Yes, based on Lunar Reconnaissance Orbiter (LRO) images, it is possible to deduce that the flag is still on its pole AND that it has not disintegrated over time. The flags were made of nylon so it logically seems like they should fall apart over 40 years of exposure to the vacuum and ultraviolet radiation of the lunar surface (not to mention micrometeorites). But when assembling the images from LRO of the Apollo 17 site based on images with different Sun angle but similar spacecraft-to-site angles, it became clear that the 3 foot by 5 foot flag shadow was visible as the site proceeded through the lunar day (15 Earth days of light, 15 of night). The pole is not visible since it is so thin (1 inch diameter) and the support rod that supported the flag from the pole was slightly less than 1 inch in diameter so it can’t be seen either. As anyone knows when watching their own shadow cast on Earth, at dawn or dusk the shadow cast is farther and longer the closer the Sun is to the horizon. In these LRO images, the same effect is happening and at lower Sun angles the flag’s shadow is spread over a longer distance making it more apparent. But also, because it is still mounted on the pole, the distance the shadow is from the point the pole was pounded into the lunar surface is further.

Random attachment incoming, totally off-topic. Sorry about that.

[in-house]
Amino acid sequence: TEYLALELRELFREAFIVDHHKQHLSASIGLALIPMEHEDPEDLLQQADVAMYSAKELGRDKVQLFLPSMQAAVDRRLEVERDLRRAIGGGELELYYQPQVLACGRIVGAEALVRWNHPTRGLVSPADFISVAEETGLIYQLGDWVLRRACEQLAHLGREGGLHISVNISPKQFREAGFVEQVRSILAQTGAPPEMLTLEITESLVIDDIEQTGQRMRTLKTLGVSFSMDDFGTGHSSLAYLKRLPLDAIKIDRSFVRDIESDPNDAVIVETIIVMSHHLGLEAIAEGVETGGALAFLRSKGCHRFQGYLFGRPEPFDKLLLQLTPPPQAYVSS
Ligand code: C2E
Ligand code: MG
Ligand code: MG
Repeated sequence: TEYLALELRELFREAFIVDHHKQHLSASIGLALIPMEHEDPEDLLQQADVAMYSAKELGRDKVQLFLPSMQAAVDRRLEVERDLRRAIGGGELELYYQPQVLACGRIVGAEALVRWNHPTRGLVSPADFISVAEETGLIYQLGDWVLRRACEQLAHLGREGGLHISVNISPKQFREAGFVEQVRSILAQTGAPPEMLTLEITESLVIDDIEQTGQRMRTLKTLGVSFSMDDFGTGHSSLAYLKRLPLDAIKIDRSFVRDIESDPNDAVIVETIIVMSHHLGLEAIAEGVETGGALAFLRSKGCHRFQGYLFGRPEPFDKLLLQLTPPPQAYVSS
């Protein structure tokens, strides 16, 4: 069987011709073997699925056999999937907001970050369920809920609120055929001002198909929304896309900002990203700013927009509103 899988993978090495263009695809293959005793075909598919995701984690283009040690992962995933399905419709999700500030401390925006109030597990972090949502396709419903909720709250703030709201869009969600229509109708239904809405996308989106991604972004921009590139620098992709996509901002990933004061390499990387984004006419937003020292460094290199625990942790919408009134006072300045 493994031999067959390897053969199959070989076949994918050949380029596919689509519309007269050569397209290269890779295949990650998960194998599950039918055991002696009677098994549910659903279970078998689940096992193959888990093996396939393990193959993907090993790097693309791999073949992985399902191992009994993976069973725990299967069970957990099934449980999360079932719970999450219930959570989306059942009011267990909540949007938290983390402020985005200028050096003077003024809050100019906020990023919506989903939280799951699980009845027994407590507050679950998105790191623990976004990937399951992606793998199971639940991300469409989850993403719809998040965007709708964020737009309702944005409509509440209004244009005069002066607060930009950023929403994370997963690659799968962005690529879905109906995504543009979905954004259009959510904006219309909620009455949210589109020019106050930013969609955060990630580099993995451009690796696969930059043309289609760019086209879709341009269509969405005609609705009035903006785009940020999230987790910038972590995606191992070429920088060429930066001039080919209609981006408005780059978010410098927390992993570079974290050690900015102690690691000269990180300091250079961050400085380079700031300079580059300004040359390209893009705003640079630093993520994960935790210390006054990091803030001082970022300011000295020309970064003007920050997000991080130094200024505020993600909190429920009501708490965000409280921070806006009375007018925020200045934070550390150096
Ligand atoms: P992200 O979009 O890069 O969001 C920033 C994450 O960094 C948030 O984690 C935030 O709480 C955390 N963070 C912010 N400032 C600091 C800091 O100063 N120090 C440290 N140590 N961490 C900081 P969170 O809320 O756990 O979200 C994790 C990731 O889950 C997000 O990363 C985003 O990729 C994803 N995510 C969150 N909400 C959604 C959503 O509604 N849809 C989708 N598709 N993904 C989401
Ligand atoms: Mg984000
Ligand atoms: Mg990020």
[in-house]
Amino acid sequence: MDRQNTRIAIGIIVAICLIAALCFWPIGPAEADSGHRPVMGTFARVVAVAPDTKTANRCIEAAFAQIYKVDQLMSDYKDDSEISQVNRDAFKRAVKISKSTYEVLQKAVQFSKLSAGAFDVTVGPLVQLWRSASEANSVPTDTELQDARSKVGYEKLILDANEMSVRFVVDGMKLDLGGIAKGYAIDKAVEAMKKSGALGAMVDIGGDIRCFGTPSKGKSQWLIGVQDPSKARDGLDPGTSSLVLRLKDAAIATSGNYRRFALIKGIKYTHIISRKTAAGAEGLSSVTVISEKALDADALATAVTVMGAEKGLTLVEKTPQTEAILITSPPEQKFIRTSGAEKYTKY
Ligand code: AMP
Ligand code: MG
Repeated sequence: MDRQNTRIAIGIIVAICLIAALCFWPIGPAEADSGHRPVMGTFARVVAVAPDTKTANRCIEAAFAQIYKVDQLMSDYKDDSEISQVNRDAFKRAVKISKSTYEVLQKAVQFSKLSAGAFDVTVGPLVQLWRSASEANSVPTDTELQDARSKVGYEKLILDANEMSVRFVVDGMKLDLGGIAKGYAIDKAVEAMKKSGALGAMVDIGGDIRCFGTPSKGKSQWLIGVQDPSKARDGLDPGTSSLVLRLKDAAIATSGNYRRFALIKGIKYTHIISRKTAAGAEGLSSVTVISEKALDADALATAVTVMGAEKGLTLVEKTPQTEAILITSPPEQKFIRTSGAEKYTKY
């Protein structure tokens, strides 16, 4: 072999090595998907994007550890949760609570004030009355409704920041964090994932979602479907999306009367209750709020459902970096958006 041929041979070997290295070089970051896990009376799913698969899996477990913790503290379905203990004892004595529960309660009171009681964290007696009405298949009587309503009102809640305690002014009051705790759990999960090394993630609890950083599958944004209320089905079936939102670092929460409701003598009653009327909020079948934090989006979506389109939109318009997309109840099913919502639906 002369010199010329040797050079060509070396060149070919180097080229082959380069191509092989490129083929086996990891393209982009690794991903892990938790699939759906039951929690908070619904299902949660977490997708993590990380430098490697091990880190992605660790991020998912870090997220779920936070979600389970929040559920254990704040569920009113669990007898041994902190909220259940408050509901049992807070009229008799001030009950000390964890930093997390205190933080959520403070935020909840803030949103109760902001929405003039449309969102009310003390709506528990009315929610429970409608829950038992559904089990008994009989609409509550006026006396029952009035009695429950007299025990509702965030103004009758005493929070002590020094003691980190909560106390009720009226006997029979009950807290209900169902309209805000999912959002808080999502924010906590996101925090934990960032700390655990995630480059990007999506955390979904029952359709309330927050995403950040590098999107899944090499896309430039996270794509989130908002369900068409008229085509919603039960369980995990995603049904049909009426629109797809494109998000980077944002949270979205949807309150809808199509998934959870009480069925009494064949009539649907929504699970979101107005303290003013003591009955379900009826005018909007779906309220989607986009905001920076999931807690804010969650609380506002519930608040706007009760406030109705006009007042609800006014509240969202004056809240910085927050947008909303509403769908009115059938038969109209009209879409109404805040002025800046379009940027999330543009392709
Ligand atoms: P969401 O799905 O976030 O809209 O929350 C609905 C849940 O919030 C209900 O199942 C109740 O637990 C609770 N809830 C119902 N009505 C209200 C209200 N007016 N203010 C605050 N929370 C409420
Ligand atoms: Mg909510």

This is very amazing and inspirational that mere thin nylon…not at all “space rated”… can survive so long. We don’t know of course if the colors can still be seen on the nylon flag, but it may be a good assumption that the pattern could, at least, remain since UV would degrade the various colors differently.
This was discovered on August 20, 2011 in MoonZoo.